Despite its recession, Japan still formidable

March 31, 1993|By John E. Woodruff | John E. Woodruff,Tokyo Bureau

TOKYO -- Americans and Europeans already reeling from two decades of Japanese competition should not take too much heart from this country's worst recession since World War II.

As the world's No. 2 economy enters an unaccustomed third year of slowdown, analysts here warn against expecting much good news for Japan's competitors.

These analysts disagree about when and how recovery will arrive here. Some expect it by fall. Others warn that the worst might not yet be over. "A double-dip recession is a real danger," warns Ryo Watabe, of the Nomura Research Institute.

"From now on, Japanese companies will face problems more like the ones their European and American competitors are familiar with," says one Western embassy economist.

But most analysts are concluding that even a recession-battered Japan will remain a formidable force among the industrialized world's prime trading competitors for the foreseeable future.

"This time, they may not come out of recession even tougher than they went in, as they have in the past," the economist says. "But they will still be resourceful and skilled managers, they will still have the best-organized exporting and engineering forces, and they will still be backed by the best-educated, most disciplined workers and one of the best-financed economies in the world. They won't go away just because their economy is maturing."

So far this year, the news out of Japan has been dominated by unprecedented shocks to this country's most prized assumptions about its economy: The first auto assembly plant closing, corporate attempts to drive inefficient managers into early retirement, companies reneging on jobs they promised to new college graduates.

But amid consumer and corporate gloom, these analysts' views are underpinned by telling signs of long-term strength:

* The yen continues to appreciate against the dollar at roughly the same 5 or 10 percent a year that has prevailed for the past two decades.

* Alone among its chief trading partners, Japan has a balanced government budget. Even a record pump-priming package now being drafted is expected to do little to change that.

* Despite weak economies in its prime overseas markets, Japan piled up a record-breaking $130 billion trade surplus in 1992.

* Consumer prices are rising at barely 1.6 percent a year despite interest rates that match postwar lows. And there is no sign that the immense real estate and stock market inflation of the bubble years is about to reignite.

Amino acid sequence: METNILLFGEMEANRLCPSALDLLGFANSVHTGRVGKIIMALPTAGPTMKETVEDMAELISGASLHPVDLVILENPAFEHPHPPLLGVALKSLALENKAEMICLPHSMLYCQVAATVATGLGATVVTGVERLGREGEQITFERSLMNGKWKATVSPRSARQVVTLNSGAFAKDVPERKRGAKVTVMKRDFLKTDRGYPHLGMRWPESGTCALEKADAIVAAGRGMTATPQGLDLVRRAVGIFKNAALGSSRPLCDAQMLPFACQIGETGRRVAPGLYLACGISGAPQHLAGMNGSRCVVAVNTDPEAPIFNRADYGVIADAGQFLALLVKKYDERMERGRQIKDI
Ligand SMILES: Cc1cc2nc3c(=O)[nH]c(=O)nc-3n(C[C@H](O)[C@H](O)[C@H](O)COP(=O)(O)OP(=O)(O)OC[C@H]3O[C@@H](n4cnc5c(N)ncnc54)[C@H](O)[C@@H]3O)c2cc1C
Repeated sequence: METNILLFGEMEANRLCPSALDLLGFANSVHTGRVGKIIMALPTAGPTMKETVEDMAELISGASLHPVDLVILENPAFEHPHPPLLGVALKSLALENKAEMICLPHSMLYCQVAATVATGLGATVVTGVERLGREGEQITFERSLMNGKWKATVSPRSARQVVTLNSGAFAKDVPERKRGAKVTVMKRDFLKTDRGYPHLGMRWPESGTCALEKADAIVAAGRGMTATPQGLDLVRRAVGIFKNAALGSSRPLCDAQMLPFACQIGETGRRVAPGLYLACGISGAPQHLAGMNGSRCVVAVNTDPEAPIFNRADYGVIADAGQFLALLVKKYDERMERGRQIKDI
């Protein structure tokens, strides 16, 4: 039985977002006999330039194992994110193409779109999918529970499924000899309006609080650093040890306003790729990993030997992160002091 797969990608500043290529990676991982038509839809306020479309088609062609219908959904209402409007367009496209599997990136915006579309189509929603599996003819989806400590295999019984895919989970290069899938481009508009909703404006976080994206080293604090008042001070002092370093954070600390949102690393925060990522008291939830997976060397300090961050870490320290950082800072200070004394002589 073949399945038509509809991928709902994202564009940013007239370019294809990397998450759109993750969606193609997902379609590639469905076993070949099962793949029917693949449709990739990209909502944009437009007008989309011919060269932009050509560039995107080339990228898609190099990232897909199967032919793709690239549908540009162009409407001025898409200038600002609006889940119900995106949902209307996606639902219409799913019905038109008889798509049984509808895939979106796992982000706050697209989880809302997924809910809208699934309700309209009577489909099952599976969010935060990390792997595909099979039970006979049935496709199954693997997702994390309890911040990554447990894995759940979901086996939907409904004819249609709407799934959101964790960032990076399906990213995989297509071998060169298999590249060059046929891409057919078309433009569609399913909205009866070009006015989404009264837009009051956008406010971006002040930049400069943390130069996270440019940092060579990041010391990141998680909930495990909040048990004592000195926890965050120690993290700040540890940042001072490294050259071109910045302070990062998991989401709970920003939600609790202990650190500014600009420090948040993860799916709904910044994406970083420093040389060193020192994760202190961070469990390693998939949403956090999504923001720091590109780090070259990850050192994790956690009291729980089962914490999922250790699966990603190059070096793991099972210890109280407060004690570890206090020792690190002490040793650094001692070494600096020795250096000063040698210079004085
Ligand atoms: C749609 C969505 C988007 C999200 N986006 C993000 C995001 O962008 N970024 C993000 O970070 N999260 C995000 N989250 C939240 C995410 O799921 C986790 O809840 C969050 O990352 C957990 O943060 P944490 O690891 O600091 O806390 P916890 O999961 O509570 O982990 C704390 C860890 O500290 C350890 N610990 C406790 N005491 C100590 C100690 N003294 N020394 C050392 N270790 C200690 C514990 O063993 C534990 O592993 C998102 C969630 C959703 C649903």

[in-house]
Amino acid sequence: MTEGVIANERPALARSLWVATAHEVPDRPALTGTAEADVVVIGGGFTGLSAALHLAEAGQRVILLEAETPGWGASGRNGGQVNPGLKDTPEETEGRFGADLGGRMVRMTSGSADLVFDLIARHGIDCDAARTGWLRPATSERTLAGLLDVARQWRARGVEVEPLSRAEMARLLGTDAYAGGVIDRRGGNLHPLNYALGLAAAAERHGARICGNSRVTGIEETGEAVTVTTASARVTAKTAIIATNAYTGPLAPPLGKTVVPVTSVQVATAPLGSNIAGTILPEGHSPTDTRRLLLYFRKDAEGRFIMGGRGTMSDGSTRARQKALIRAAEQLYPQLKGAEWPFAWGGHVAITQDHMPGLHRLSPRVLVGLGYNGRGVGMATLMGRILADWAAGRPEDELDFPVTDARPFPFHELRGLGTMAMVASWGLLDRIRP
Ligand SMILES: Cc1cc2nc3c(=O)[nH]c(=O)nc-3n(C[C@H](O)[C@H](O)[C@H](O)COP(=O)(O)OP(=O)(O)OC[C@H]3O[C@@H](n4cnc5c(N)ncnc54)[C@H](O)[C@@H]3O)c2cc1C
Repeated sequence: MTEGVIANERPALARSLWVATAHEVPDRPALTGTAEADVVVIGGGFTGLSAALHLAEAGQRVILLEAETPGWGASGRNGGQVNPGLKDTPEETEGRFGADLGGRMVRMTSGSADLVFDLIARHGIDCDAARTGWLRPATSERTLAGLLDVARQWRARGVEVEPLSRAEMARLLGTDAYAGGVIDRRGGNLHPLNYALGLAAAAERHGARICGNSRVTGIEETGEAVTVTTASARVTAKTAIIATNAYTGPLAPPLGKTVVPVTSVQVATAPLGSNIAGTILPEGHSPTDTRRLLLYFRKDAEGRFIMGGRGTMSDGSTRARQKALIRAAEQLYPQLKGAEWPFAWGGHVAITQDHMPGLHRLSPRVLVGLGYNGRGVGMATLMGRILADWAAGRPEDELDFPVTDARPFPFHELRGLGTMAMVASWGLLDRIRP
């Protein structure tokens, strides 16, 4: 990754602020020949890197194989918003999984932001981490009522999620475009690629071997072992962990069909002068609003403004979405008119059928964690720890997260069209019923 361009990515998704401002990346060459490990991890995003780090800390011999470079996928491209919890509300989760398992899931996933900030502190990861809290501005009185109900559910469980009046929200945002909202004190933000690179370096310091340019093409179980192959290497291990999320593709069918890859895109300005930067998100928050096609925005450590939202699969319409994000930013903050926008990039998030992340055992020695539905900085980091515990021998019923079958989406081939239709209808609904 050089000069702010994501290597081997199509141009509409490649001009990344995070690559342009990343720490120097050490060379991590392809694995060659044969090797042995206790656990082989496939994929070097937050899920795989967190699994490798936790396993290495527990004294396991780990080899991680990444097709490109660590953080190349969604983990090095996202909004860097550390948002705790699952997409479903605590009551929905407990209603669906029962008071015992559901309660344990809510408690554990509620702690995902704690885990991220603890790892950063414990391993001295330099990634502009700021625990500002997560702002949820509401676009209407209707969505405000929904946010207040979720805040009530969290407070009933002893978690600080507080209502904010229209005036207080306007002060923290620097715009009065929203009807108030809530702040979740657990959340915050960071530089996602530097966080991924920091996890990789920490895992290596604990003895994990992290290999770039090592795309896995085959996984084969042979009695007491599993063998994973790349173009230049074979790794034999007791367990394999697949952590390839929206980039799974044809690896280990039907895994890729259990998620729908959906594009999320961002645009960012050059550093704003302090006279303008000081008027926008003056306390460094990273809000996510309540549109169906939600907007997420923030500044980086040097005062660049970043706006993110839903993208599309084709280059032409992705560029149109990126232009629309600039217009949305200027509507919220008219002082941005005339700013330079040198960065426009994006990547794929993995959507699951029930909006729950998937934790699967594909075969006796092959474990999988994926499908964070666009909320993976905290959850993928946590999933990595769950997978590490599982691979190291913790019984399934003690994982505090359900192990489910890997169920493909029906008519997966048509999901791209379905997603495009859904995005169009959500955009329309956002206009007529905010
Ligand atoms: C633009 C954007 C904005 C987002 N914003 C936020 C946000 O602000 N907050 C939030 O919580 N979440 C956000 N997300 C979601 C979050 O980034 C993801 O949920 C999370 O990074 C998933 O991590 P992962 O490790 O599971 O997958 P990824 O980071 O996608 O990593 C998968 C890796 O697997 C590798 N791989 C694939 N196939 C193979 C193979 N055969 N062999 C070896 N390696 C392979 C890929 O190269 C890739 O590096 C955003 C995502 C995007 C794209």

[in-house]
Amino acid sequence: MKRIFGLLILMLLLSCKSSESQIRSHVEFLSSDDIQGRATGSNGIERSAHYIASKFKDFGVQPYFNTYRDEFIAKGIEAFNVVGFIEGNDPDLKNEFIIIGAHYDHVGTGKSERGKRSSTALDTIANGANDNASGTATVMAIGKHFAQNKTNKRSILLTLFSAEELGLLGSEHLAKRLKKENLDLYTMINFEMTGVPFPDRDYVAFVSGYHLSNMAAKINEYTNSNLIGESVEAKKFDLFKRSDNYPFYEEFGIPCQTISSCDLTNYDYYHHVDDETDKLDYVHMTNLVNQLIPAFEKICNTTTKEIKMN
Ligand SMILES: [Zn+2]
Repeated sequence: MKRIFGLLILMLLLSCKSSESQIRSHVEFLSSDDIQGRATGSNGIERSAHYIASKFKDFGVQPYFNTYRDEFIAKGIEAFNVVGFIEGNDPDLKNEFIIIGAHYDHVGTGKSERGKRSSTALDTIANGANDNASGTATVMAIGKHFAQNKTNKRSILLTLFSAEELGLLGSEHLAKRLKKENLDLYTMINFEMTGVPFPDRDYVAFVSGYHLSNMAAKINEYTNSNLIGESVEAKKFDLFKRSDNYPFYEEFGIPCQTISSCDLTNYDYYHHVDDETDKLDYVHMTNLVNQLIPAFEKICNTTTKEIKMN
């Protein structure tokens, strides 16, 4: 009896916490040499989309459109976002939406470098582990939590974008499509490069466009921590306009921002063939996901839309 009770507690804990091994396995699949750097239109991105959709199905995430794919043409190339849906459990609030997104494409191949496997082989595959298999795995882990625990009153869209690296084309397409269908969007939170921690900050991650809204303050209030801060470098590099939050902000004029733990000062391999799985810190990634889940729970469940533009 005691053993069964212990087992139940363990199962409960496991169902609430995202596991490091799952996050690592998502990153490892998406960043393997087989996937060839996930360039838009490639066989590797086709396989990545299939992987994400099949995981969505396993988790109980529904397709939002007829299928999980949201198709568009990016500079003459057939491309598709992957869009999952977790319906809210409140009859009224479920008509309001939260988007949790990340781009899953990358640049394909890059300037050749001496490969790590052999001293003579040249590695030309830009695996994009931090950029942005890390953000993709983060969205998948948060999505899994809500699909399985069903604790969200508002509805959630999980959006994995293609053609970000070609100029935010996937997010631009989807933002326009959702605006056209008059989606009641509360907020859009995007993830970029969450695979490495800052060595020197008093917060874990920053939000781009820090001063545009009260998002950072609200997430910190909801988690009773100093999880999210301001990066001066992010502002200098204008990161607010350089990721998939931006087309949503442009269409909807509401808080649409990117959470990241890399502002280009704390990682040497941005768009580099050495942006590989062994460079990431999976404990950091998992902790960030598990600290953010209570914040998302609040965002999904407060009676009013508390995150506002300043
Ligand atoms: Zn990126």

"Fundamental conditions for resumed growth are being maintained and consolidated," says Yukio Noguchi, a Hitotsubashi University economist. "We can expect the Japanese economy to move on to new growth."

For European and American executives who compete with Japanese firms for market share, this analysis contains only a few tidbits of comfort.

One is that no one foresees the kind of roaring economic recovery that would bring back the easy money Japanese companies could get in the late 1980s.

Quite the contrary: Japanese corporations will soon be paying vastly more just to service huge debts they took on in the bubble years. They will have to roll over more than $100 billion in convertible bonds and warrants at much higher rates in the next 20 months, because stock prices are low and holders of these securities will not be tempted to convert them to equities.

And a revisionist view is emerging to challenge the wisdom of the hundreds of billions of dollars in new plant and equipment investments that made Japanese companies seem invincible not too long ago.

"Japan front-loaded much of its 1990s growth into the late 1980s and didn't necessarily grow wisely," says Andrew McGrath, a senior analyst for Credit Suisse Japan.

Today, that investment binge deepens and prolongs the recession, because overcapacity tempts managers to go on producing faster than recession-frightened consumers and companies are willing to buy, he says.

But Japanese corporations have a record of rising to challenges, from oil-price "shocks" in the 1970s to drastic surges in the yen's value in the mid-1980s.

"Of course they have to adjust to some difficult realities," the Western embassy economist says. "They'll have to deal with much slower growth, and with business cycle recessions like this one -- the things that go with a mature economy."

Some of the adjustments will not be easy.

"At some point when Japan finally emerges from the current recession, a true picture of the country's sustainable growth rate will emerge," says Credit Suisse's Mr. McGrath. "This rate is probably much closer to 3 percent than 5."

In previous years, he added, "corporate Japan has never performed well when domestic growth has held below 3 percent."

But most analysts expect corporate Japan to adjust successfully.

Baltimore Sun Articles
|
|
|
Please note the green-lined linked article text has been applied commercially without any involvement from our newsroom editors, reporters or any other editorial staff.